While it was drying I devised a plan for this piece. I knew I couldn't ignore those curves and scrolls, and decided that a Mad Hatter theme would really highlight them and show off those legs. I then made a list of supplies and colors I'd want to use, including:


Bunker Hill Blue

Palmetto

Mermaid Tail

Kudzu

Caviar

Cotton

Satin Clear Coat

Gemstone Mousse in Golden Gem

Gold Gilding Wax

Best Dang Wax Black

Medium Flat Brush

French Tip Brush



Starting at the base I applied the Bunker Hill Blue. I was sure to keep a separate brush for each color and laying down the initial pattern. Moving up into Palmetto, then Mermaid Tail. I used the Kudzu at the top, creating the initial pattern. The Mad Hatter plan for this piece is to paint the top, granite-style square in Caviar and Cotton diamonds.



After the initial colors have dried I use a separate brush for each color and a spray misting bottle filled with water. Using a damp brush I lightly feather the colors together to achieve an ombre look. The center base had the same pattern moving into the lightest color, Kudzu.


Let's work through the steps to achieve the top's diamond pattern. I painted a base of Cotton to the square. Once I had two even coats of Cotton dried, I applied painters tape to create the diamond shape, and the used the same Cotton color to paint over the tape lines to seal the edges. Once dry, I painted the diamond shapes with black Caviar. I used two coats of Caviar and removed the tape. I wanted to accentuate the top, and decided on adding some metallic to the top. I used Gemstone Mousse in Golden Gem to fill the raised edges around the square. I also used a simple drinking glass to trace a circle onto the spot where the diamonds meet. I filled it in with Golden Gem as well.




Now to add some depth to the piece. I used Best Dang Wax in Black to fill in the detail and grooves. I applied this with my French Tip Brush and wiped back the excess with a baby wipe (baby wipes are a great tool to keep handy for waxes and spills, especially because Dixie Belle's wax products are water based and wipe back easily).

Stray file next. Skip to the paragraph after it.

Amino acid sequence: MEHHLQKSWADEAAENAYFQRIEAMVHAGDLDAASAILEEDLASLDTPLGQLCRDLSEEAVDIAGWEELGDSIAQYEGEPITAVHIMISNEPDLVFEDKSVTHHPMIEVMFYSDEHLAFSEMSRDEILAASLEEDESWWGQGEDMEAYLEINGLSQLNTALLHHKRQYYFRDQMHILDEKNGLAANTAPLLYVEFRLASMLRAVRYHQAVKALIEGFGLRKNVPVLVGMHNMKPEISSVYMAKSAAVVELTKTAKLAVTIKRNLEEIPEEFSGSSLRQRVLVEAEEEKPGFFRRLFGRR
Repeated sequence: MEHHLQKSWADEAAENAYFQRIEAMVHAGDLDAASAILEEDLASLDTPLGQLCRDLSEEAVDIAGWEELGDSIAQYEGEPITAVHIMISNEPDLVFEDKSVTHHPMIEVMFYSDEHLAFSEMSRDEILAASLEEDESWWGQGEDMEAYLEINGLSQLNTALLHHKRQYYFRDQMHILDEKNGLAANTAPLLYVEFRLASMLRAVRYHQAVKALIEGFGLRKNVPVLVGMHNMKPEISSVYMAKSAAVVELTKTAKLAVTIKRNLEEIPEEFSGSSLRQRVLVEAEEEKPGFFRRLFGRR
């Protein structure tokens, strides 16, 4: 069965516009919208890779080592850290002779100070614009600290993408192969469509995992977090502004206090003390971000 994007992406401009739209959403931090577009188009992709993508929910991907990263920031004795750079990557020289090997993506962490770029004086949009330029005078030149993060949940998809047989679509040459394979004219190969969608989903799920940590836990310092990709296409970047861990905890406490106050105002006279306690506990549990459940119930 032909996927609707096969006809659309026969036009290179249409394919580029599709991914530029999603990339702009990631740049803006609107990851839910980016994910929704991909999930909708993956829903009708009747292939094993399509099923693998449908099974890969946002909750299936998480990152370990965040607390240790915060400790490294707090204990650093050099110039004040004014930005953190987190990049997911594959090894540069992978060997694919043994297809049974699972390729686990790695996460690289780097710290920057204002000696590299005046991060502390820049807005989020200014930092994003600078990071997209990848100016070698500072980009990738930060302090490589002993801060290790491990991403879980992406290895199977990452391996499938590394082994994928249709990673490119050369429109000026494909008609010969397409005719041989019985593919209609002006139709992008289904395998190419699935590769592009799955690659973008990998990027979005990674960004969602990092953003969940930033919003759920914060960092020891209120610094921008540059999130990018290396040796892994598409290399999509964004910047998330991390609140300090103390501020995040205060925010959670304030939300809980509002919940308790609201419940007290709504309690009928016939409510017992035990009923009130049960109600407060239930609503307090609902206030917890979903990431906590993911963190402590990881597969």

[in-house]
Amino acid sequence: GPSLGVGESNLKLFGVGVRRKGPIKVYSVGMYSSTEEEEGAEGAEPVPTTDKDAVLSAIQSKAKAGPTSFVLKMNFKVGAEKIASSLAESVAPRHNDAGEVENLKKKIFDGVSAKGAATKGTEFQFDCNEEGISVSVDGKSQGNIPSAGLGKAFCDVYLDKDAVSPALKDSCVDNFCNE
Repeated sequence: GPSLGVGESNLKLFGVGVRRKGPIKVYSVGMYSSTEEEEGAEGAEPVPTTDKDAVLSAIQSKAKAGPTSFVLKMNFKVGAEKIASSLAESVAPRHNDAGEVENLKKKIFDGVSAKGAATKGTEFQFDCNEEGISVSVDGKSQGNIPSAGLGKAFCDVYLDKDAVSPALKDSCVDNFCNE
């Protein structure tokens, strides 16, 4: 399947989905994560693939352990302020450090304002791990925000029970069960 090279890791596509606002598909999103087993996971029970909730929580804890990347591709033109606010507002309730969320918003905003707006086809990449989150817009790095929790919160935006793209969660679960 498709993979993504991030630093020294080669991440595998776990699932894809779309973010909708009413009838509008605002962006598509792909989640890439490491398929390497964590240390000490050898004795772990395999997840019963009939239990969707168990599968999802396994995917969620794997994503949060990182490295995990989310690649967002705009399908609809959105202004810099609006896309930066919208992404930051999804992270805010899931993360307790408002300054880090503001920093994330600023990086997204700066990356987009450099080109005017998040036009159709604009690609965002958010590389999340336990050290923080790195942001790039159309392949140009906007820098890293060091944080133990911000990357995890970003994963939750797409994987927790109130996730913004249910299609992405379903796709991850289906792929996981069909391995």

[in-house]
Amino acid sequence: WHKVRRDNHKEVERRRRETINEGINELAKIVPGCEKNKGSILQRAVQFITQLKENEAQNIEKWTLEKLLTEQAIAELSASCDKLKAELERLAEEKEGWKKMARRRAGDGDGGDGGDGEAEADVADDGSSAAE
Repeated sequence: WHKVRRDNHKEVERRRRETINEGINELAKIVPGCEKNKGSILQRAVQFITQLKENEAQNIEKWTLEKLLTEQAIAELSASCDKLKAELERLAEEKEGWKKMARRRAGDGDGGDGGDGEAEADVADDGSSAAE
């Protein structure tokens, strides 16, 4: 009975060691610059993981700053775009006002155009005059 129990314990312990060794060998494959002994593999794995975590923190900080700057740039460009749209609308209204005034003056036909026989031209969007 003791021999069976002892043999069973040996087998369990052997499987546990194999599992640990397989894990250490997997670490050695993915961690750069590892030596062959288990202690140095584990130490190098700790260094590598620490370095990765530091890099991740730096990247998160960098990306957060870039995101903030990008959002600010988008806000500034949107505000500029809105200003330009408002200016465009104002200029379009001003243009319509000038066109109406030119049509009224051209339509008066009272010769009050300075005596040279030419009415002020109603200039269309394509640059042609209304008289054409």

It's time to highlight those curves! My favorite metallic to use is Dixie Belle's Gilding Wax. I used a craft store brush to apply the Gold Gilding wax to the edges and details. Everywhere the light hits will be shiny and detailed! Since Gilding Wax is an oil based product, you can apply this last after sealing. It dries quickly and hard to the touch! I also applied Gemstone Mousse in Golden Gem to the beading and trim.



I used my Blue Sponge to apply a couple of coats of Satin Clear Coat. Wiping on this protective top coat is the best way to seal my work.


What do you think? Did my Mad Hatter vision come to life?



Moral of the story is: Next time you see a cute table for a amazing deal and it has a stone top? Snag it and use your Slick Stick to rescue and make it over to any style you like!


Want to see a Tik TOk with this piece? Click here.


Happy Painting!

Melissa

Dixie Belle Brand AMbassador






**This blog contains affliate links. THese are links that take you tot the procts website at no additional cost to you. Thank you for shopping small!